This is an important question, especially if you have fair skin and have tanned or sunburned. Skin cancer is the number one cancer in humans, far exceeding the total of all other cancers. With a diminishing ozone, one in six Americans will get skin cancer in his or her lifetime.

"Doctor, I haven't been in the sun for 30 years." The fact is, skin cancer may not appear until 10, 20, 30, or 40 years after a sunburn. how can you tell if you have skin cancer? Skin cancer usually begins as a small non-healing spot on the skin. The spot does not hurt, but may itch or bleed. Many do not see a doctor until pain or bleeding occurs, or until the spot has grown into a larger tumor. A simple way to understand skin cancer is to categorize it as either:

  1. Non-melanoma skin cancer or
  2. Melanoma skin cancer


Non-melanoma skin cancers usually grow from precancers on sun exposed subburned skin, and can form Basal Cell Carcinoma (BCC) and Squamous Cell Cercinoma (SCC).


AK: Actinic Keratoses are precancerous scales that grow on sub damaged skin. If left untreated, AK's can become more aggresive BCC or SCC skin cancers.


BCC is a low-grade cancer that can cause severe facial disfigurement or loss of an eye, nose, or ear if not treated.
SCC is a skin cancer that can spread to your lymph nodes if not treated. A simple ounce of prevention is worth a pound of cure.

Are you at risk for skin cancer? Should you be concered? Finding out is easy to do. Here are six easy questions to ask and see if you are at risk for skin cancer.

  1. Do you have a persistent non-healing sore on your skin?
  2. Do any of your relatives have a history of skin cancer?
  3. Have any of your moles changed in color, shape, size?
  4. Are you eyes blue, green, hazel?
  5. I your skin fair or light in color?
  6. Have you ever been sunburned?

If you answered "yes" to any, you are at risk and must get checked!



The American Academy of Dermatology does not recommend getting vitamin D from sun exposure or indoor tanning because ultraviolet rays from the sun and tanning beds can cause skin cancer. the pop-up to the right to learn more.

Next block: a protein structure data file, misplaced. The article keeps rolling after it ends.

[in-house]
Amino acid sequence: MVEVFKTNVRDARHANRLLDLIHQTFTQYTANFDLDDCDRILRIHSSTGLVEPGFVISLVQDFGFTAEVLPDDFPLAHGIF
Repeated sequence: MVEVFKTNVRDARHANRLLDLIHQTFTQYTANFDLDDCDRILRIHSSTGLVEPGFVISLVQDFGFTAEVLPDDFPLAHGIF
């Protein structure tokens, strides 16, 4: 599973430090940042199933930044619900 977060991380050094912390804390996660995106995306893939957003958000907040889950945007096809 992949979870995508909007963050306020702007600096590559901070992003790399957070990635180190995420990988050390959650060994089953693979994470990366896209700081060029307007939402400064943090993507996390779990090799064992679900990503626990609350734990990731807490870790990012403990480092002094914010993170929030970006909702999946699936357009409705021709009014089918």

Common Moles
Most people have a number of small colored spots on their bodies-moles, freckles, and birthmarks. The average young adult has at least twenty-five brown moles. A few of these spots are present at birth, while most others develop throughout life. Most moles are normal and will remain normal for life. However, a change in a mole or other spot on the skin may be the first sign of any early malignant melanoma or other form of skin cancer.

Malignant Melanoma

Malignant melanoma is a serious skin cancer that arises in moles or in the tanning cells of the skin. In its early stages, when it can be easily treated, the disease is not life threatening. But in later stages, malignant melanoma spreads or metastasizes to other parts of the body. At this point, treatment is not always successful. People at high risk of developing melanoma are those who have:


- A family history of melanoma, or who have had a melanoma in the past.
- Unusual moles on the skin, or changing moles.
- Fair skin, light hair and eye color, who sunburn easy or tan with difficulty.
- A record of painful or blistering sunburns as children or teenagers.
- Indoor occupations and outdoor recreational habits.

The ABCD's of Moles & Melanomas

Regular self-examination is the best way to become familiar with many moles and spots on the skin, including hard-to-see areas (mouth, back, scalp, buttocks, etc.). Common moles and malignant melanomas may or may not look alike. You should inspect your moles and pay special attention to their sizes, shapes, edges, and colors. A way to remember important suspicious features is to think of A-B-C and D for Asymmetry, Border, Color, and Diameter. Is it a melanoma? Ask A,B,C,D.

1. Is there a family history of melanoma?
2. Do family members have many moles?
3. Is there a history of a sunburned mole?
4. Are there symptoms? Is the mole:

Growing? Changing in Color? Bleeding? Itching? Scaling?

Two ABCD's positive out of five may be a sign that your mole needs a biopsy.


Here are my 10 helpful tips for sun protection:

  1. Avoid the midday sun as much as possible.
  2. Wear a hat and protective clothing.
  3. Apply sunscreen frequently.
  4. Wear sunglasses that block UV radiation.
  5. Beware of photosensitive medications.
  6. Beware of sunscreen allergies. Use a PABA free sunscreen.
  7. Beware of reflective surfaces like water and snow.
  8. Avoid tanning parlors.
  9. Teach your children sun protection at an early age.
  10. Watch for the National Weather Service UV Index.